Rookie Dad: A Videotaped Life

On Friday nights when I was a kid, my brothers and I would charge down the basement stairs and come back up hauling a 30-pound slide projector, an unwieldy six-foot-tall movie screen, and five boxes of slides. For little guys, this took some real strength and determination, but it was worth it. Friday was Family Slides Night at our house.

My mom would pop popcorn in oil on the stove and we’d rearrange the living room furniture for movie theatre-style viewing. After about 30 minutes of loading hundreds of slides one-by-one into the projector, we were finally ready. With a flick of the switch, the whir of the projector motor, and often a quick replacement of the light bulb (the projector burned through those bulbs like fire through paper), our lives were there in front of us — big and bright.

We had two main categories of slides to choose from: photos of my parents in Europe, where they spent their first few years of married life while my dad served in the Army; and photos of our yearly summer vacations to Ocean City, Md., where my grandparents lived.

My favorite part of the evening was the off-the-cuff narration of the slides. It was a beautiful soundtrack. My parents would start by describing each picture, calmly and seriously. “This is so-and-so castle in Germany,” my dad would say. “This is when we took a gondola ride up the Alps,” my mom would add. The places seemed so wonderful, so different. My brothers and I were entranced.

The tone changed quickly, though, when photos of the boys flashed on screen. No more being serious — this was comedy hour. We’d razz each other for our bad haircuts and stupid expressions. My brothers would howl and roll on the floor each time a photo of me, a chubby baby crawling in the beach sand, appeared. “You ate the sand crabs! You ate the sand crabs!” they’d laugh, cementing my place in family lore as the weirdo who liked to dig up and swallow raw crustaceans.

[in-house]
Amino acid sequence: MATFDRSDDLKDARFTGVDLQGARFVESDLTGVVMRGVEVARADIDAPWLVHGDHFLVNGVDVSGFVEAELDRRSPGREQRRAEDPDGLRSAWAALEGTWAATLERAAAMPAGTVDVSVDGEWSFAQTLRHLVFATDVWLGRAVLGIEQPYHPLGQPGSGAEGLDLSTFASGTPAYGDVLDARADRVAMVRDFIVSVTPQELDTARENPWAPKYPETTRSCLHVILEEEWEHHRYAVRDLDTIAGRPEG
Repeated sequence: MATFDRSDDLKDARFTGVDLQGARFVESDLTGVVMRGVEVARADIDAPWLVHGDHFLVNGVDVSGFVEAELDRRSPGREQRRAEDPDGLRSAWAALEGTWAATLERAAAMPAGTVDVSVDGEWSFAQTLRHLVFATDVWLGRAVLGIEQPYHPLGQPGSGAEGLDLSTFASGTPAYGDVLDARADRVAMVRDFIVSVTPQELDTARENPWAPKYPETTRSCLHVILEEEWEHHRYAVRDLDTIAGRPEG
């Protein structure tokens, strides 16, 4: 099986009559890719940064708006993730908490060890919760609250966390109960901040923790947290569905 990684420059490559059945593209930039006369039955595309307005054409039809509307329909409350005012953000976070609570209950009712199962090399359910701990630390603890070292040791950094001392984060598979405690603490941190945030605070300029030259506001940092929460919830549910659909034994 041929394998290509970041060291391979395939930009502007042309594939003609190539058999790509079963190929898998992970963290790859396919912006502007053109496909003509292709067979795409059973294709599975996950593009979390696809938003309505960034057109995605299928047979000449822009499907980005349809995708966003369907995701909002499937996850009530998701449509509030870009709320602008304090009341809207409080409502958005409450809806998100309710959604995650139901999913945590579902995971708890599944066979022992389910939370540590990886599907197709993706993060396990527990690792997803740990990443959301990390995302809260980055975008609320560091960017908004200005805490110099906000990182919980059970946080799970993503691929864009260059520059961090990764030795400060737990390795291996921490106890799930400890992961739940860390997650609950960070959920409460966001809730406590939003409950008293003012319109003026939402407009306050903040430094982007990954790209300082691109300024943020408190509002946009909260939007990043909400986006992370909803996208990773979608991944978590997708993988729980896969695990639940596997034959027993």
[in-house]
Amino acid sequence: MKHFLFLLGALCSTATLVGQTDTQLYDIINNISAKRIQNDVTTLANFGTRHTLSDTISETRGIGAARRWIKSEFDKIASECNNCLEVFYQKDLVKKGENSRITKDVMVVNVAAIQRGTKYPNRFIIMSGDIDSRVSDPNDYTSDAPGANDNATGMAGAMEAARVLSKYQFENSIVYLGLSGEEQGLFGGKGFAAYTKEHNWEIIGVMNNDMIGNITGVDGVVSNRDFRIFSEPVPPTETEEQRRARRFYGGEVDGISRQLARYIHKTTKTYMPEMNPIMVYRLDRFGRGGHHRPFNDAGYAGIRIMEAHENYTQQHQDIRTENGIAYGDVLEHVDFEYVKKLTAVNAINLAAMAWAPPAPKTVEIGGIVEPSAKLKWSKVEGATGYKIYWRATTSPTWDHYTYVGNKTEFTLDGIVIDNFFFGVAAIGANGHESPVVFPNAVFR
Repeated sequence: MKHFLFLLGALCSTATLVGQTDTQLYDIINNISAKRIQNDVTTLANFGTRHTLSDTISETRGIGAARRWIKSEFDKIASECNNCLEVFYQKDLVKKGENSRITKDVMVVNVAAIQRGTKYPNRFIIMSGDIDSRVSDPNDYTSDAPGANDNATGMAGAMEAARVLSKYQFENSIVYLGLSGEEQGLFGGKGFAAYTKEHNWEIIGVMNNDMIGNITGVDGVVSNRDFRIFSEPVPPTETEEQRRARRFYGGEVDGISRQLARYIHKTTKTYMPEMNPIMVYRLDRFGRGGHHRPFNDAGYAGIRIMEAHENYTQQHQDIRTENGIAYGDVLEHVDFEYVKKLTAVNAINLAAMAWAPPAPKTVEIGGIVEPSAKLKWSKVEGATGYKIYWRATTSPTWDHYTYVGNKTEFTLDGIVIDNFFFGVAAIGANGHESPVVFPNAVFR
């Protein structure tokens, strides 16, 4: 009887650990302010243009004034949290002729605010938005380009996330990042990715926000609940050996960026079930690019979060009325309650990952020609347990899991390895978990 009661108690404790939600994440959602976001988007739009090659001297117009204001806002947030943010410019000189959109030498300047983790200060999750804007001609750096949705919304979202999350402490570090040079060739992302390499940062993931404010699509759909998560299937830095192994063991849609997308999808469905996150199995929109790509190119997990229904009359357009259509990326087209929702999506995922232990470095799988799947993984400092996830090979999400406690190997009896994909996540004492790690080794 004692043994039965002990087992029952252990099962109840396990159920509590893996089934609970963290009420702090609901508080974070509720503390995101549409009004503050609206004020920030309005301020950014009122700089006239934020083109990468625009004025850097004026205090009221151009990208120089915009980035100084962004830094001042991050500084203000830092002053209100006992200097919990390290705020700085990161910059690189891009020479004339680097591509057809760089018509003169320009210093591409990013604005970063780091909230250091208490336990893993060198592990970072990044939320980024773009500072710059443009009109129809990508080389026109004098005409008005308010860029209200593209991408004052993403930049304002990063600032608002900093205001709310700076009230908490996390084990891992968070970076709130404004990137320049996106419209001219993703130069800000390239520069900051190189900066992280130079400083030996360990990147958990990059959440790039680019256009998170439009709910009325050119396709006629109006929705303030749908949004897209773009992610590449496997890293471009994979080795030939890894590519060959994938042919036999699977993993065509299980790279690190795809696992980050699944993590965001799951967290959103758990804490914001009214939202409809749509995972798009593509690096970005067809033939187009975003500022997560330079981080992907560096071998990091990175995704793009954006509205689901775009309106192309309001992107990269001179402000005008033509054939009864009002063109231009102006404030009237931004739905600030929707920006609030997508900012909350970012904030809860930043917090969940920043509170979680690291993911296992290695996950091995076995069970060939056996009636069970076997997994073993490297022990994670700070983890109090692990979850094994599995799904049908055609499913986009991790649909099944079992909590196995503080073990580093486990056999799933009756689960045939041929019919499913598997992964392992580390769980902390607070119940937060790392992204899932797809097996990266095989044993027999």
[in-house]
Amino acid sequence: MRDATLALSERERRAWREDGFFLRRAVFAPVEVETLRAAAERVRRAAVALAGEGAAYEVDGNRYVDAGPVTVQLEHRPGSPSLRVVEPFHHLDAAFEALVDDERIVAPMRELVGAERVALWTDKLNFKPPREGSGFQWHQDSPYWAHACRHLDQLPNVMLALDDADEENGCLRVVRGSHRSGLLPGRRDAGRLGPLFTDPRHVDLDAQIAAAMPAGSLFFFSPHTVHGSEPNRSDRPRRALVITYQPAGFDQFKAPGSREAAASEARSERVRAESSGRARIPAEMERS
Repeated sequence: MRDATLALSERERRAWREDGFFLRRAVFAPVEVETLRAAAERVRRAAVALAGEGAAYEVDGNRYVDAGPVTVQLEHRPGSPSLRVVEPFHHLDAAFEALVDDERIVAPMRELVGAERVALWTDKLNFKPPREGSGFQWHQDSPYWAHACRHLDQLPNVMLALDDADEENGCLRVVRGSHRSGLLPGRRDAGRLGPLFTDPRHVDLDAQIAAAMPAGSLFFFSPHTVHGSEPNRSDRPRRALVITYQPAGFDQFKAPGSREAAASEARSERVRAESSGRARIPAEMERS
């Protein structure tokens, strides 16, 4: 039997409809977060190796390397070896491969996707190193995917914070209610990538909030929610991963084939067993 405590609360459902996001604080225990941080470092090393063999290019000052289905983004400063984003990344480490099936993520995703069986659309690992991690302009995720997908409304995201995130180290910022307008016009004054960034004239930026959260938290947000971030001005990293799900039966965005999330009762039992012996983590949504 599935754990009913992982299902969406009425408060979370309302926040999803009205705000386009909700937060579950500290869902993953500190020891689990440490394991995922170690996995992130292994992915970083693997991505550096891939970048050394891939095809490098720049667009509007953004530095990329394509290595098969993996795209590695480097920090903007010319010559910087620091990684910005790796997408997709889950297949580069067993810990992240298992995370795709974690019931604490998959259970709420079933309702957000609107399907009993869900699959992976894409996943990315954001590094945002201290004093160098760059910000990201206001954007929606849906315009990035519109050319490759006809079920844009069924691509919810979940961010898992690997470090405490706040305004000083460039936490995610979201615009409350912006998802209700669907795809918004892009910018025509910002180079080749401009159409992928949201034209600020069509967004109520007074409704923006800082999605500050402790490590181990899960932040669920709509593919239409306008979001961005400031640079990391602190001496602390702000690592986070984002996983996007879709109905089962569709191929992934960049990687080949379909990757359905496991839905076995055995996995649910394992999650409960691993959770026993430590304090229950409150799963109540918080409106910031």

You hear about how in the old days before TV, folks used to actually sit around on the porch and talk to each other, spinning yarns, telling about their favorite memories, laughing and crying. That was the magic of Family Slides Night, too. We sat around, spun yarns and laughed. Still photographs allowed us to do that.

For most parents today, still photography is out and camcorder videos are in. Go to any kid-related event — soccer game, school concert, birthday party — and you’ll see them: a throng of camcorder-toting parents tracking and taping their child’s every move. Many kids today lead a videotaped life.

We don’t own a camcorder, but we do “borrow” one from my in-laws. By “borrow,” I mean that we’ve borrowed it for the last year-and-a-half straight. So, you can count me as a camcorder guy, too — sort of. In the past 18 months, I’ve taken a few bits of video. I’ve taped my older son playing sports: shooting hoops and hitting a baseball. We’ve taped him opening birthday presents and “graduating” from nursery school.

I’m glad that I have those moments on tape. It’s especially neat to have his little voice preserved. But truthfully, I’m even happier to have a huge number of still photographs chronicling his little life.

Even today, there’s a big difference in how we look at videotape and photographs. When I pop in the video, my son sits silently, watching his every move on TV, strangely fascinated. The soundtrack is provided for him. When we sit together and look at photographs — either flipping through loose prints or clicking through photos on the computer — my son turns into the animated narrator that my brothers and I were on Family Slides Night. He describes the situation, who he was with, what he was doing and what he said. It’s downright hilarious and while some details remain the same each time, we also always manage to add something new to the “soundtrack.”

Don’t get me wrong, I enjoy watching home movies as much as the next dad — there’s definitely a place for the camcorder. But there’s something even more special about sitting around, flipping through old photographs, talking and laughing with each other.

Brian Kantz often forgets to turn off the camcorder, then sets it down on a table and captures 45 minutes of legs walking back and forth. His new book, “Stay-at-Home Dad. Stay. Good Boy.,” is available at